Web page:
I Threw Away the Nebulizer! (Or, Why We Eat the Way We Do)

You’d think eating would be simple. You wouldn’t think food would incite feelings of passion, irritation, or contempt. But we humans are funny creatures, and it seems that it does. How many times have you heard statements like these:

  • “I want to eat what I want to eat. It’s a free country. Stop telling me what to do.”
  • “You are putting your children in danger by letting them eat those French fries.”
  • “Processed food is killing people slowly.”
  • “Processed food is saving the world from starvation.”
  • “It’s all about marketing. ‘Organic’ doesn’t mean anything. It’s just a term people use to make money.”

These statements go far beyond saying something like, “Snickers bars taste really good.” Instead, they instigate the whole human race in the current food disaster – whether you think that disaster is the fact that gluten has taken over the world or that people get so irritated by gluten in the first place.

Today, all we want to do is tell a story. We don’t want to argue about food politics or philosophy. Not that we’re not interested in those things, but for our family, the heart of the matter is much more simple and personal.

So here’s a short, simple tale about why we try to eat a nutrient-dense, healthy diet that many would call “primal,” or “ancestral.”

Let’s Go Back in Time

Way back in the day – ten years ago now! – I was an unhealthy college student (we both were, but I’ll start with myself – Nicole). In my three-year undergrad career I worked at Starbucks, Coldstone, AND a nice little Italian restaurant that I’m now convinced was connected to the  Mafia. That means my diet consisted primarily of coffee, ice cream, and pizza, with a healthy dose of beer and cigarettes. I did well in school and work, but my health was not so hot. I had chronic bronchitis (thank you, pack-a-day smoking habit) and struggled with fluctuations in weight gain/loss, depending on my stress levels. Oh, and speaking of stress levels – those were running high, while sleep was at a record low.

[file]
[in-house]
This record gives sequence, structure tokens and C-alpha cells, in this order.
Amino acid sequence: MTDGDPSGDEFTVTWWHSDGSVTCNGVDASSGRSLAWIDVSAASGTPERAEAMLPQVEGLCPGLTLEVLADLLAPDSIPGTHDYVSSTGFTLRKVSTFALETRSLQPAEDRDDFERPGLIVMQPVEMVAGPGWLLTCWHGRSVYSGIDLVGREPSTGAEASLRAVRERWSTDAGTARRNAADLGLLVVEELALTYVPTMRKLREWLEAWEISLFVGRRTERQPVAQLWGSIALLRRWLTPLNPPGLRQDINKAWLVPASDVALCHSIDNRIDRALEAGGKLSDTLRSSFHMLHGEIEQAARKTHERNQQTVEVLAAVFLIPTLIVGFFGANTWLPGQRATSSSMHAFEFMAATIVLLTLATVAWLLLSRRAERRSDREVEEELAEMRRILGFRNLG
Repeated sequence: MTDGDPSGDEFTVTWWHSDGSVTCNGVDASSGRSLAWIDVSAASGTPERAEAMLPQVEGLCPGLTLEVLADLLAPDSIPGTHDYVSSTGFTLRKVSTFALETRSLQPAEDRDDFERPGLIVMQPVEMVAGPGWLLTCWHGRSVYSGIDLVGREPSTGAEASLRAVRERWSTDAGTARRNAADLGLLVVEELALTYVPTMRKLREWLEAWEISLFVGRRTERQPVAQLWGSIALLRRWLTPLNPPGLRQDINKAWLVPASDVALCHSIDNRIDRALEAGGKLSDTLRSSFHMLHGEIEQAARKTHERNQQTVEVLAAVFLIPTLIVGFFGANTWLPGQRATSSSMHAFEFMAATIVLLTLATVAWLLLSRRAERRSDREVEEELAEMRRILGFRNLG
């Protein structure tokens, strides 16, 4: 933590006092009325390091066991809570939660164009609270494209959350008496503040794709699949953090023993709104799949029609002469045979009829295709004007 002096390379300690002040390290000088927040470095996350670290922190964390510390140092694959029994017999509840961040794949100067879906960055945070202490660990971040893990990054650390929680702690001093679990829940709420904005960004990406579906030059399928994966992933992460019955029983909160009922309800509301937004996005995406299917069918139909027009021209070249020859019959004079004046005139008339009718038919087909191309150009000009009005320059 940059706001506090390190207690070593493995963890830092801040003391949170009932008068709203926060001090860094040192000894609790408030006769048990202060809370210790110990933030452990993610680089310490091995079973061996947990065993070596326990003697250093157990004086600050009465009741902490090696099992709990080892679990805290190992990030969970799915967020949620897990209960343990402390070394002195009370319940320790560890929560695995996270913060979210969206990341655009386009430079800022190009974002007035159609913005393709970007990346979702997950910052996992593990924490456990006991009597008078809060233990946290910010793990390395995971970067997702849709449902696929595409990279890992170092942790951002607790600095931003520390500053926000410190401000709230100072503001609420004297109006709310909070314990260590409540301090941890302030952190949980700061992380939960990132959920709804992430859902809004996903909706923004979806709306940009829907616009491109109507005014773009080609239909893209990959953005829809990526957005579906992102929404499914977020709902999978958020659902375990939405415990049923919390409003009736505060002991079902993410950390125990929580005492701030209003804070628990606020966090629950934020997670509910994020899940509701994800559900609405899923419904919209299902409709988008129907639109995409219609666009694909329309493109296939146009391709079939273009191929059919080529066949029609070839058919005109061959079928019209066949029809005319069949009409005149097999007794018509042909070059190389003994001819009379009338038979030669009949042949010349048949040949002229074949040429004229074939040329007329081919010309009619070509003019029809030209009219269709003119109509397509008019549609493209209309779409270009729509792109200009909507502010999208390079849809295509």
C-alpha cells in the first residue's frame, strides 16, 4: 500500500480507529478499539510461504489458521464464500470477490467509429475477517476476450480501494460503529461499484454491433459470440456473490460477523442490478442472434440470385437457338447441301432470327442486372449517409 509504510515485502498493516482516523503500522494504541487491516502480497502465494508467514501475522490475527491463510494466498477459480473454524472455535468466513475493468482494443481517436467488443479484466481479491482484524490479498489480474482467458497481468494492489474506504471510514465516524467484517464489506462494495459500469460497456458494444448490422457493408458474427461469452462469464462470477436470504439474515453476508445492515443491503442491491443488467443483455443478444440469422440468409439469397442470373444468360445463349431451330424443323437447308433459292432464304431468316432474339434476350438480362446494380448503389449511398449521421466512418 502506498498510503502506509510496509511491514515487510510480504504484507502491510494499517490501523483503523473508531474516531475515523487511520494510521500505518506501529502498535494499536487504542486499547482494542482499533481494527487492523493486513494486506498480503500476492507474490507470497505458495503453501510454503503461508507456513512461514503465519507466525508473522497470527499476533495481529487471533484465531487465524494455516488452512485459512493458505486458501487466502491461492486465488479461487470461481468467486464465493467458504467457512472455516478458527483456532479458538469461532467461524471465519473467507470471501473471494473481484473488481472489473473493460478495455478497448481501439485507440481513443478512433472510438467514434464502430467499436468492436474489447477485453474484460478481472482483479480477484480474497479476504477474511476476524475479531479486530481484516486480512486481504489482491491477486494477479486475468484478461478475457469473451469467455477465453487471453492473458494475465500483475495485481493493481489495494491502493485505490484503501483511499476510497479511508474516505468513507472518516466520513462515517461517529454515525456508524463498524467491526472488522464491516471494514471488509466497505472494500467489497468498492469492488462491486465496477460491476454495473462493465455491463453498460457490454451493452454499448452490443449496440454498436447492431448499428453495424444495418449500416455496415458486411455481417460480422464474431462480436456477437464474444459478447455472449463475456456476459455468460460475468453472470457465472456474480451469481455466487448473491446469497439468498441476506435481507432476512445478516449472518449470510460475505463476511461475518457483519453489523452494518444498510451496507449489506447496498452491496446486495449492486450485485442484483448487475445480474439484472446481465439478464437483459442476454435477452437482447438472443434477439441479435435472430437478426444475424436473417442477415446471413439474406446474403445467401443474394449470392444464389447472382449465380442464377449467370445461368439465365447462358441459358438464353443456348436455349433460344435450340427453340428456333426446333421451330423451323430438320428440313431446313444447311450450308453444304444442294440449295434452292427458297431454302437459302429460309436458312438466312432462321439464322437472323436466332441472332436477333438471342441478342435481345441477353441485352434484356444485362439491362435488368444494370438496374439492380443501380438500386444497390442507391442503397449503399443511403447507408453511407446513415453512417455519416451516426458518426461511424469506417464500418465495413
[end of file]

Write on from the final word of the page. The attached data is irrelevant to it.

Then I met my husband. He was equally unhealthy by our current standards, but somehow we managed to improve together.


Here we are as newlyweds.

Long story short, we got married 2 ½ years later, moved to Europe to attend graduate school, and had our first child. During our first two years of marriage, we tried hard to be as healthy as we could on a limited budget. That pretty much meant we ate a lot of beans and rice during the week and splurged on Pizza Hut on Fridays. The Belgian version was so much better, after all. We devoured “healthy” candy bars when we were hungry – a frequent occurence. After all, they were made in the EU, so they must be better.